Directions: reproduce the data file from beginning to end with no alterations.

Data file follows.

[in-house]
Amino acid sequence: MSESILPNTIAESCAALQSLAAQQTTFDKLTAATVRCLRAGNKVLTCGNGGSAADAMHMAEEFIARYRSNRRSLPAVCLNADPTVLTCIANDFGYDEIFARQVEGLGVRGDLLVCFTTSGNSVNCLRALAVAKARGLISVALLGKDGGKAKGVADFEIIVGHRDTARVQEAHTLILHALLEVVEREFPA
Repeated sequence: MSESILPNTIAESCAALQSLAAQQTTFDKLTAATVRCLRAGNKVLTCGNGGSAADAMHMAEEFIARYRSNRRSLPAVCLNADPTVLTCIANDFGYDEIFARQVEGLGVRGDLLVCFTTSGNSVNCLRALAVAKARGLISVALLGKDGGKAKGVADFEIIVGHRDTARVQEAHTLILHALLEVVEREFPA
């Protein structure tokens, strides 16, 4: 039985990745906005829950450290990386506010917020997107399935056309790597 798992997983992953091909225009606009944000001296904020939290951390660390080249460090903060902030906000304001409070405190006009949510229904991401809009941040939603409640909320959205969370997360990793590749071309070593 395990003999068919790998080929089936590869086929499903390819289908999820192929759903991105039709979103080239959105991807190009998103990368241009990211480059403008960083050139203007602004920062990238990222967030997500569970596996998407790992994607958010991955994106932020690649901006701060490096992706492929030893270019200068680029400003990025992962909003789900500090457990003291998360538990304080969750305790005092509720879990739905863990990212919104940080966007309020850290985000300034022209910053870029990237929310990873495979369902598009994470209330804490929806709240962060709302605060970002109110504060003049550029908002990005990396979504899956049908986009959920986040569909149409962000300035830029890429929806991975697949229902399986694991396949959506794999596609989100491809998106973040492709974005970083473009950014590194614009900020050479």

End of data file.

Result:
[in-house]
Amino acid sequence: MSESILPNTIAESCAALQSLAAQQTTFDKLTAATVRCLRAGNKVLTCGNGGSAADAMHMAEEFIARYRSNRRSLPAVCLNADPTVLTCIANDFGYDEIFARQVEGLGVRGDLLVCFTTSGNSVNCLRALAVAKARGLISVALLGKDGGKAKGVADFEIIVGHRDTARVQEAHTLILHALLEVVEREFPA
Repeated sequence: MSESILPNTIAESCAALQSLAAQQTTFDKLTAATVRCLRAGNKVLTCGNGGSAADAMHMAEEFIARYRSNRRSLPAVCLNADPTVLTCIANDFGYDEIFARQVEGLGVRGDLLVCFTTSGNSVNCLRALAVAKARGLISVALLGKDGGKAKGVADFEIIVGHRDTARVQEAHTLILHALLEVVEREFPA
């Protein structure tokens, strides 16, 4: 039985990745906005829950450290990386506010917020997107399935056309790597 798992997983992953091909225009606009944000001296904020939290951390660390080249460090903060902030906000304001409070405190006009949510229904991401809009941040939603409640909320959205969370997360990793590749071309070593 395990003999068919790998080929089936590869086929499903390819289908999820192929759903991105039709979103080239959105991807190009998103990368241009990211480059403008960083050139203007602004920062990238990222967030997500569970596996998407790992994607958010991955994106932020690649901006701060490096992706492929030893270019200068680029400003990025992962909003789900500090457990003291998360538990304080969750305790005092509720879990739905863990990212919104940080966007309020850290985000300034022209910053870029990237929310990873495979369902598009994470209330804490929806709240962060709302605060970002109110504060003049550029908002990005990396979504899956049908986009959920986040569909149409962000300035830029890429929806991975697949229902399986694991396949959506794999596609989100491809998106973040492709974005970083473009950014590194614009900020050479």